China’s Great Firewall “is now blocking HTTPS connections set up via the new TLS 1.3 encryption protocol and which use ESNI (Encrypted Server Name Indication),” reports ZDNet:
The block has been in place for more than a week, according to a joint report authored by three organizations tracking Chinese censorship — iYouPort, the University of Maryland, and the Great Firewall Report. ZDNet also confirmed the report’s findings with two additional sources — namely members of a U.S. telecommunications provider and an internet exchange point (IXP) — using instructions provided in a mailing list…
The reason for the ban is obvious for experts. HTTPS connections negotiated via TLS 1.3 and ESNI prevent third-party observers from detecting what website a user is attempting to access. This effectively blinds the Chinese government’s Great Firewall surveillance tool from seeing what users are doing online.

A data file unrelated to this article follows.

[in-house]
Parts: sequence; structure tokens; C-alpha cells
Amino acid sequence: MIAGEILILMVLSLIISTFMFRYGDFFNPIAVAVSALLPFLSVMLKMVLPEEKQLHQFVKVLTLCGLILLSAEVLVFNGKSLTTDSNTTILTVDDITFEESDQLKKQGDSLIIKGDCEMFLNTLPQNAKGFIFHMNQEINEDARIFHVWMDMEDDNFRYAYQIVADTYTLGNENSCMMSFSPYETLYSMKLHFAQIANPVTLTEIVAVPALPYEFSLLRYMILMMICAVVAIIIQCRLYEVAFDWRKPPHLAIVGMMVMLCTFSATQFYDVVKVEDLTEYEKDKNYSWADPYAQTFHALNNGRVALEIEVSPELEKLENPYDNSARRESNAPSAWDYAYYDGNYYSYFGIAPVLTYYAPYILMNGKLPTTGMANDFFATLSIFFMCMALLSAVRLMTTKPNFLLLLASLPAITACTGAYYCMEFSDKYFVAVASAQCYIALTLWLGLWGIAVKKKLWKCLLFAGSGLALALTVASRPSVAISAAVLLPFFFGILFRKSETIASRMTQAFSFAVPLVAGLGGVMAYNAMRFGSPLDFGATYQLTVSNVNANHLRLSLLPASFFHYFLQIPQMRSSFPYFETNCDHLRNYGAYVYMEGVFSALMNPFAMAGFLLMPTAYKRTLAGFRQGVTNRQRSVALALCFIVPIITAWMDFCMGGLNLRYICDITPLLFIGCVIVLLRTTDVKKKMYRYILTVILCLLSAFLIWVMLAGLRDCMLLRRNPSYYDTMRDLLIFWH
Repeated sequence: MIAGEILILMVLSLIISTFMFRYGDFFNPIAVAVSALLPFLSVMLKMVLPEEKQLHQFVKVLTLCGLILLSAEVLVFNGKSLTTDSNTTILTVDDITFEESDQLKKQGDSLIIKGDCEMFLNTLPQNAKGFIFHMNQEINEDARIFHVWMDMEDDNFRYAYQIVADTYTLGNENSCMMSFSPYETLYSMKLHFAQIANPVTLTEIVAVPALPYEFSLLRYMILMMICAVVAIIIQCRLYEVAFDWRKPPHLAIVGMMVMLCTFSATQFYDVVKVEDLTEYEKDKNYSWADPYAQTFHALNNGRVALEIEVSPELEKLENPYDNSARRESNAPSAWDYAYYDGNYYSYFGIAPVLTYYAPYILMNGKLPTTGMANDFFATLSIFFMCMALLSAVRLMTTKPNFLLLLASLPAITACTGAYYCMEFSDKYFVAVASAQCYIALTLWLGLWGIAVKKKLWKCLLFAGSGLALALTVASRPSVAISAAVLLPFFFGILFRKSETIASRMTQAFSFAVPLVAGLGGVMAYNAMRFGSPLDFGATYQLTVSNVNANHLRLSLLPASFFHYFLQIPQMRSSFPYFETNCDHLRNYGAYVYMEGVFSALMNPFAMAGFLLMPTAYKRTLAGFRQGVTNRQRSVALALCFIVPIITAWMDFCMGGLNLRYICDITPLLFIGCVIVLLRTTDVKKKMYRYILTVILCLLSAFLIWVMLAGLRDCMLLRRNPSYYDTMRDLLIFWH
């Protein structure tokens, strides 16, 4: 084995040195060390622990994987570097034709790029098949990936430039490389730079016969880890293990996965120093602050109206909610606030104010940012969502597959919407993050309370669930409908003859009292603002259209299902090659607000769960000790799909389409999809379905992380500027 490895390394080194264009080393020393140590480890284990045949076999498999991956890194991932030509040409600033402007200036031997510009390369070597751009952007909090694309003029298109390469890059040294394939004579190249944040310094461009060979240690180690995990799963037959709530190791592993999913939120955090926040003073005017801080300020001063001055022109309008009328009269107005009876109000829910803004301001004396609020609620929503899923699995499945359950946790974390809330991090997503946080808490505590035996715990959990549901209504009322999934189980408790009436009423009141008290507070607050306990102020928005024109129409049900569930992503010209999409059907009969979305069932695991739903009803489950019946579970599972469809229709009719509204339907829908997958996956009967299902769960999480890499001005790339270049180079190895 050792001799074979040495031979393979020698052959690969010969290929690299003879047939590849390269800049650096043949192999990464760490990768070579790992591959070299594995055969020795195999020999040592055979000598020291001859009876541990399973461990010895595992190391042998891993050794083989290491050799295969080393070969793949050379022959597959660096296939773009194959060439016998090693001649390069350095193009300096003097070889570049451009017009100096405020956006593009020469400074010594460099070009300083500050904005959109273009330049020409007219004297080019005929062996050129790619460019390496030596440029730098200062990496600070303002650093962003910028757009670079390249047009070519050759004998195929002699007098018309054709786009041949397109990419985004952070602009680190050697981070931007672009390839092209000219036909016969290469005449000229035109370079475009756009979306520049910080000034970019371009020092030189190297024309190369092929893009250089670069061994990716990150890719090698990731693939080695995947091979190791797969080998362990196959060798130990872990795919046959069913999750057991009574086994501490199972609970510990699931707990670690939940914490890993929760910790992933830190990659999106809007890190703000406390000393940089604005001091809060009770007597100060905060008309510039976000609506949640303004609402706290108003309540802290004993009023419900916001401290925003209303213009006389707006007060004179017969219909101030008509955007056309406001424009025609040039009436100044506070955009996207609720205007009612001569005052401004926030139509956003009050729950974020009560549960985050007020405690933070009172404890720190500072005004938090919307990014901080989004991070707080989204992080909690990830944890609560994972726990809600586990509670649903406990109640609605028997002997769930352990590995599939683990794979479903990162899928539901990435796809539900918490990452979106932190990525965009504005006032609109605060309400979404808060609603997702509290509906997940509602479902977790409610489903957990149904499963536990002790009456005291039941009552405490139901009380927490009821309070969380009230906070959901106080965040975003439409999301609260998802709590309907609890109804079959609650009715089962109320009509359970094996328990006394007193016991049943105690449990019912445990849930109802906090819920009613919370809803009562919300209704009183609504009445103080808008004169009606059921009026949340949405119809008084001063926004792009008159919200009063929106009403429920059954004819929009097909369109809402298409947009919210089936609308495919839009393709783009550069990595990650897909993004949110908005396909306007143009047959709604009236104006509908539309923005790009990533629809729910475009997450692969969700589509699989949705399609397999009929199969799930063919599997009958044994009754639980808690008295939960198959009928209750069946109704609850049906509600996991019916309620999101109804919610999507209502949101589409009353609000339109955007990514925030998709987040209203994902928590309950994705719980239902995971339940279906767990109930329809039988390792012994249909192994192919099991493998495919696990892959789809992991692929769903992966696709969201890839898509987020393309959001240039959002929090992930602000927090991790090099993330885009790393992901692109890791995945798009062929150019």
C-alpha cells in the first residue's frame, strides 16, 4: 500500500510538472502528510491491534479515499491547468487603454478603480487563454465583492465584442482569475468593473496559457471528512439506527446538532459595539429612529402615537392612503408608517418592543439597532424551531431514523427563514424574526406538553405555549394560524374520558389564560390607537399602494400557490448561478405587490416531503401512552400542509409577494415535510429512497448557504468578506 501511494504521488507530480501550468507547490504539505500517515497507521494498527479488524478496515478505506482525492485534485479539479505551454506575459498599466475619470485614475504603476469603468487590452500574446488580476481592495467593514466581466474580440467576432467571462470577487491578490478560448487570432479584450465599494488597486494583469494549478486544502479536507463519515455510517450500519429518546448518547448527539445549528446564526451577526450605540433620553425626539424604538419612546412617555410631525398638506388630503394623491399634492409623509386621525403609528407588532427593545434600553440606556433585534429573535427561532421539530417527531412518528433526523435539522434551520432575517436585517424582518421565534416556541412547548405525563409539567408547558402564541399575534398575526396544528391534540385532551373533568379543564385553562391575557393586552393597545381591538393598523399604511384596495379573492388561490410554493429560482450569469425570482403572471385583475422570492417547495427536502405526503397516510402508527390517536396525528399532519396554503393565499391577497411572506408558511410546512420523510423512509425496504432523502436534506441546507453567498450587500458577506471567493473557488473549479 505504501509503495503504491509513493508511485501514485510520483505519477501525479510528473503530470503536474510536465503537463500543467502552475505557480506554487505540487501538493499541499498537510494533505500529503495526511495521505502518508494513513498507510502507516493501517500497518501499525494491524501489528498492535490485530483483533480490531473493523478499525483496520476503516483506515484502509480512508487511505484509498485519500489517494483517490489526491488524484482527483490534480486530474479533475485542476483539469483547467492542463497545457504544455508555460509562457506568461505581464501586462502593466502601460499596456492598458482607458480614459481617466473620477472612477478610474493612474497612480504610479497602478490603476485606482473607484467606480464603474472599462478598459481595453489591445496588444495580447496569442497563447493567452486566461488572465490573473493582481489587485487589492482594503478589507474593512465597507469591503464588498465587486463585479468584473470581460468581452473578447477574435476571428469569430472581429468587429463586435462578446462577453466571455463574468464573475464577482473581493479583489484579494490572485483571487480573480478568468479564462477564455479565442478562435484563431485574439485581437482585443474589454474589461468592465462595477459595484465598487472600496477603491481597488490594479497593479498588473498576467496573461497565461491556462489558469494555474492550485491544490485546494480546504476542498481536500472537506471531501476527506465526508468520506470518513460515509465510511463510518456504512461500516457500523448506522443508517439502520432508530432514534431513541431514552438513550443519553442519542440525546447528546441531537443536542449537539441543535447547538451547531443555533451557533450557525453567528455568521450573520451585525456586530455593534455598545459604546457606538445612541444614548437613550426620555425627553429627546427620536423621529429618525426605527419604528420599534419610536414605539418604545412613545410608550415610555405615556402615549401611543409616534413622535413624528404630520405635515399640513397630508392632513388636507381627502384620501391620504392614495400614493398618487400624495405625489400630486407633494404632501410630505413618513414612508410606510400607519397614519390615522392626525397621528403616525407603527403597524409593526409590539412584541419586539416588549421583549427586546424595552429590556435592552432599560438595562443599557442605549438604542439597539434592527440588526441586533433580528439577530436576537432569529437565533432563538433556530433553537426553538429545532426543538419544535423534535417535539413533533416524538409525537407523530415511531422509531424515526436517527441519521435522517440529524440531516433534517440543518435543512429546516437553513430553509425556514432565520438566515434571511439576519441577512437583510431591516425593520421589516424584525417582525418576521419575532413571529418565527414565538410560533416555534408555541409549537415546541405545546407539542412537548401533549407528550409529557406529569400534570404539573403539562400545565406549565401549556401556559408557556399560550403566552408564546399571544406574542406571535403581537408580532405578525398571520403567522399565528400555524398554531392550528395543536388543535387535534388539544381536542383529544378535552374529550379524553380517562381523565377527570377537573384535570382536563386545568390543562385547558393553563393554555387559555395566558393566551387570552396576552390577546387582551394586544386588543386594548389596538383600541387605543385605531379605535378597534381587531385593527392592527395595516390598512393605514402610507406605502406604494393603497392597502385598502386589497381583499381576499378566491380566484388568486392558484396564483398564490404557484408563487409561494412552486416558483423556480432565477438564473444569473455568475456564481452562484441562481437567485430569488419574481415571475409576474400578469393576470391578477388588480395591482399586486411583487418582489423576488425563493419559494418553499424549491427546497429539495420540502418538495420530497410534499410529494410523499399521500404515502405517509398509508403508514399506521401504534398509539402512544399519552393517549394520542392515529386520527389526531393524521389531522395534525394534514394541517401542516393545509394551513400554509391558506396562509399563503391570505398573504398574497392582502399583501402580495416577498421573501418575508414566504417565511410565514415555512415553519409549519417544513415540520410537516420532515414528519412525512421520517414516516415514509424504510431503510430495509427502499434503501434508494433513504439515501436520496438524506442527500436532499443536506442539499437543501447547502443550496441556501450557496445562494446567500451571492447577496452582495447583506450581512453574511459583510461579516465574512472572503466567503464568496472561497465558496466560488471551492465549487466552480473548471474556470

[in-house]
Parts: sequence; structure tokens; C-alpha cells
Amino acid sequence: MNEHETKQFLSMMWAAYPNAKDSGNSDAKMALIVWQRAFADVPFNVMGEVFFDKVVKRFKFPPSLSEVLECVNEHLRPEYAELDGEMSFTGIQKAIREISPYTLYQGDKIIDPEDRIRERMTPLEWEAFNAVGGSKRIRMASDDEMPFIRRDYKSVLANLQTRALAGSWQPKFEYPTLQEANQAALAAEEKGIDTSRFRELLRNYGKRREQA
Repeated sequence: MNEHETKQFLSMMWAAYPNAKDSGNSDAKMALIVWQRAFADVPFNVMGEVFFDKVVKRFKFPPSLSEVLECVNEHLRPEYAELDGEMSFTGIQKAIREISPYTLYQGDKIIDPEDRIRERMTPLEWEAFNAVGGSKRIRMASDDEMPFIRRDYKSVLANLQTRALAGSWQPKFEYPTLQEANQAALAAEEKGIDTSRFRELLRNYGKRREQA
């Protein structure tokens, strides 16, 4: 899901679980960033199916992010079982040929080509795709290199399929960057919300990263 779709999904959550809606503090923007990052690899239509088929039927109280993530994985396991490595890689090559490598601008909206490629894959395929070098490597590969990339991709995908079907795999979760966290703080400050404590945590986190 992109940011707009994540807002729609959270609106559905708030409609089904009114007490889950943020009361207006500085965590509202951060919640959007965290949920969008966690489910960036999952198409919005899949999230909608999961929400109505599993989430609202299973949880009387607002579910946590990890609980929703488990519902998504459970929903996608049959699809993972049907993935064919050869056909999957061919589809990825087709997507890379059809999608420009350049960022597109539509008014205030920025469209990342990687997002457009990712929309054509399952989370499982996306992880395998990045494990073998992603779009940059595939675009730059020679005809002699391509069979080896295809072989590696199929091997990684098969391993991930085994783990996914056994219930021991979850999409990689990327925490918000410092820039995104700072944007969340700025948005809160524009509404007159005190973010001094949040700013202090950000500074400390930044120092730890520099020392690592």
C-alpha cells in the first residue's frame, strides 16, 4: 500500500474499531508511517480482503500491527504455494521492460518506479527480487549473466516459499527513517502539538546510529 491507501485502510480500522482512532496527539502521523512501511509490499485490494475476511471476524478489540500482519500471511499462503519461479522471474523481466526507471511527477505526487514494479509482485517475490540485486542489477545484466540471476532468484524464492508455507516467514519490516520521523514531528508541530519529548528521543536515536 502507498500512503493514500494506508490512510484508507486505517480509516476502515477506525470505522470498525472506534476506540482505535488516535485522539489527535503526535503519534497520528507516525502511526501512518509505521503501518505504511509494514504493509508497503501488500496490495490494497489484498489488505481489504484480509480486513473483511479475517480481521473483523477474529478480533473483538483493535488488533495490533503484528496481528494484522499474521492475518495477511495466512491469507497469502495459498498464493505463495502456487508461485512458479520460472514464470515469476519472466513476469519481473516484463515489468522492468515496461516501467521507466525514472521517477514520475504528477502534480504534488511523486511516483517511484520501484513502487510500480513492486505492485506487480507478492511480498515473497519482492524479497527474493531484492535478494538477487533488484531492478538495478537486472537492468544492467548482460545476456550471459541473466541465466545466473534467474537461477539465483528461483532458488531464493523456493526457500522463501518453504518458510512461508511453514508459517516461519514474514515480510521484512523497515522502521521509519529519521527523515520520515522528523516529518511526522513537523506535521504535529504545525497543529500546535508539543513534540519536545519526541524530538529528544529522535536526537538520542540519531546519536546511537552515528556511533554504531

There is a myth surrounding HTTPS connections that network observers (such as internet service providers) cannot see what users are doing. This is technically incorrect. While HTTPS connections are encrypted and prevent network observers from viewing/reading the contents of an HTTPS connection, there is a short period before HTTPS connections are established when third-parties can detect to what server the user is connecting. This is done by looking at the HTTPS connection’s SNI (Server Name Indication) field.
In HTTPS connections negotiated via older versions of the TLS protocol (such as TLS 1.1 and TLS 1.2), the SNI field is visible in plaintext.